Thursday, 5 May 2011

Classic Song 40 - Lenny Breau "Toronto"

Let's talk about classic music.

Let's talk about Lenny Breau.

When I was a kid, my brother Gord used to play a song
he wrote with his buddy, Joe Irving. Entitled "Firelight
Fairytale", Gord's song featured Joe's vocal and lyric,
to be sure, but the tune's magic came from the style
of acoustic guitar playing and chording that my 
big brother said was inspired by Lenny Breau, 
whom I'd never even heard - or heard of. 

In 1972, I first travelled to Toronto, as one of
200 young, Canadian school kids who were
chosen to attend a 2 week-long conference 
at Newtonbrook Secondary School, in 
beautiful northern Toronto. All
the students were also asked 
to take in a few shows,
including a concert at
the famed Massey 
Hall, featuring
The Toronto

So there I was, in the third row of the stage 
left balcony, waiting for the orchestra to 
begin their program, when, over the 
house PA system, I heard this 
announcement: "And now, 
ladies and gentlemen, 
The Lenny Breau Trio".

Over the polite audience applause, one most likely 
could have heard me exclaiming "Lenny Breau!"
to those around me. I had no idea he was going
to perform before the TSO, so my surprised
outburst was simultaneous with the sight of
 Lenny and his two band mates, waving to
the crowd as they walked to their setup,
which consisted of an upright bass and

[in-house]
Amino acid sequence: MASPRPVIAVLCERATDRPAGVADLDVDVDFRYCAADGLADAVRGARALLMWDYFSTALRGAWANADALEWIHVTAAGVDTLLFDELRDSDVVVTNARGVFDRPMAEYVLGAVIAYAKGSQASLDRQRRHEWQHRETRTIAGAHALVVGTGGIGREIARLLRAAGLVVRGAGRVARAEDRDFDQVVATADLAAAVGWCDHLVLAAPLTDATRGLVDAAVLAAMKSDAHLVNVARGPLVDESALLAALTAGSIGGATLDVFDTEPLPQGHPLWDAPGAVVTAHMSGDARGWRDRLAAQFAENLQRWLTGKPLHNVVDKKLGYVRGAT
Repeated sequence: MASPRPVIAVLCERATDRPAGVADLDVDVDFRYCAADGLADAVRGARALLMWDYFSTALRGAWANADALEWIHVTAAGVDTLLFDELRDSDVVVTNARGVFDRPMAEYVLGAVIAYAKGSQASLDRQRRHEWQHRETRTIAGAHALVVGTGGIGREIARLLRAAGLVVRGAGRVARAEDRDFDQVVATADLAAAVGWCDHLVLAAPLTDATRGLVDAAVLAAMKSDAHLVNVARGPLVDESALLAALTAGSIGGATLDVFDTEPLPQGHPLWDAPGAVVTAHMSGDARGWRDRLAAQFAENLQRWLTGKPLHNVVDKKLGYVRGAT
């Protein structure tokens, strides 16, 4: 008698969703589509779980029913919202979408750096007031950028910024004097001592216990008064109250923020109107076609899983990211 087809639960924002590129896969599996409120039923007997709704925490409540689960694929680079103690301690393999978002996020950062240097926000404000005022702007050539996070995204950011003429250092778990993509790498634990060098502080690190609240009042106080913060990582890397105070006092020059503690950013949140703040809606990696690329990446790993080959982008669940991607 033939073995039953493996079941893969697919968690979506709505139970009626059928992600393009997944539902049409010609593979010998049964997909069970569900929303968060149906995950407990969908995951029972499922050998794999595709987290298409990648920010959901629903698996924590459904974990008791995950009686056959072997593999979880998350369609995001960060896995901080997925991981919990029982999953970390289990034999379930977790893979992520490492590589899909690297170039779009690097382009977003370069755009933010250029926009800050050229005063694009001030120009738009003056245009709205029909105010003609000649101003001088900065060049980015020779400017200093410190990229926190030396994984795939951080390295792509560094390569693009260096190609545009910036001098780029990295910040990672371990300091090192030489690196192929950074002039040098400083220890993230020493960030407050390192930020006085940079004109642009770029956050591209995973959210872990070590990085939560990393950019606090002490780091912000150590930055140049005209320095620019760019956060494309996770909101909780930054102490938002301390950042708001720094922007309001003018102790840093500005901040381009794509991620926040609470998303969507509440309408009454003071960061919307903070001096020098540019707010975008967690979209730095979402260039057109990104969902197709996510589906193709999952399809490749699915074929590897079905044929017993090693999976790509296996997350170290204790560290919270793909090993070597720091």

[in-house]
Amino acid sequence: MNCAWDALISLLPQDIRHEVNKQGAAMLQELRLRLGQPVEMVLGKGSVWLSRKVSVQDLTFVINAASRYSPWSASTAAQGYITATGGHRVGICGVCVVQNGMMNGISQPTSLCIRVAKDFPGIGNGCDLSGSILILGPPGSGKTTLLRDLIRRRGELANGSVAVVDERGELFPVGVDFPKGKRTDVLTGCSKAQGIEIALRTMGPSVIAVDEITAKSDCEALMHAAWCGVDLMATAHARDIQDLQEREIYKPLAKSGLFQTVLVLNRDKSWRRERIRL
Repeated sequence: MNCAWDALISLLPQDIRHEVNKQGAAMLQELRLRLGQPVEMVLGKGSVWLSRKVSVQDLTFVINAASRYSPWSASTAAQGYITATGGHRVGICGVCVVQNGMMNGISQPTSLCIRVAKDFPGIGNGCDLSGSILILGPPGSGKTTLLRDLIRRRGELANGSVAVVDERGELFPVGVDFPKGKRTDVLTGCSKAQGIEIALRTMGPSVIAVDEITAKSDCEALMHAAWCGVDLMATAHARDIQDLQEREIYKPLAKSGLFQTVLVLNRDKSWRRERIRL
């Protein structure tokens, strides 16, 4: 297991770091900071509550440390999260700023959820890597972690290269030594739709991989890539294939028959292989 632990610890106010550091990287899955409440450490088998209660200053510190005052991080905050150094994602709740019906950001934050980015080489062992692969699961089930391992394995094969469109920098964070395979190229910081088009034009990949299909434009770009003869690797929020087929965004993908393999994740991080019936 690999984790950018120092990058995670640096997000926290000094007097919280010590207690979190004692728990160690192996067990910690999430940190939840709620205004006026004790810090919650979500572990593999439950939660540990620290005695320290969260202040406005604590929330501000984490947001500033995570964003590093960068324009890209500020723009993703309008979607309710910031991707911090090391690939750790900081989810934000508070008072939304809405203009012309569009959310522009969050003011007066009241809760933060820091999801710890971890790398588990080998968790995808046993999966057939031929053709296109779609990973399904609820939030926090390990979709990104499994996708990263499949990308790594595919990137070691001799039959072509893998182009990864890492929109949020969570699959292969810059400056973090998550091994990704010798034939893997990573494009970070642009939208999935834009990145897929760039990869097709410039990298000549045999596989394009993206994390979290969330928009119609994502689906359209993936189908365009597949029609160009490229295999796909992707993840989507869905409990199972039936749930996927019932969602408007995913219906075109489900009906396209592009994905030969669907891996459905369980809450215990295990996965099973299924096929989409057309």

a small kit of drums, as well as what
looked to me like a Fender Twin
Reverb amplifier... and Lenny's
six string guitar on a stand.

Once the trio was ready, he leaned into his
microphone and said "We'd like to start 
with a little number I call "Tu-ning".

What followed was a sunshower of guitar 
harmonics, unlike anything I'd ever heard. 

From that moment, until the end of their set,
I was suspended in some kind of out-of-body
universe, where all that mattered was Lenny's
incredible guitar mastery, performed in perfect 
sympathy with his two equally adept sidemen.

Time seemed to stand still, as I osmosed every
nuance that Lenny and his mates coaxed from
their complex, simply astounding repertoire.

I have no recollection of anything the Toronto
Symphony Orchestra played, although I assume
it was a stellar, world class classical performance.

All I remember, to this very day, is how
profoundly Lenny Breau's inimitable 
performance influenced me, and
gave me a dazzling glimpse 
into the rarefied world of 
guitar playing mastery.

Ladies and gentlemen,
may I present to you
Lenny Breau, solo!

But first, warm your hands over the fire.

Mozz the Elder

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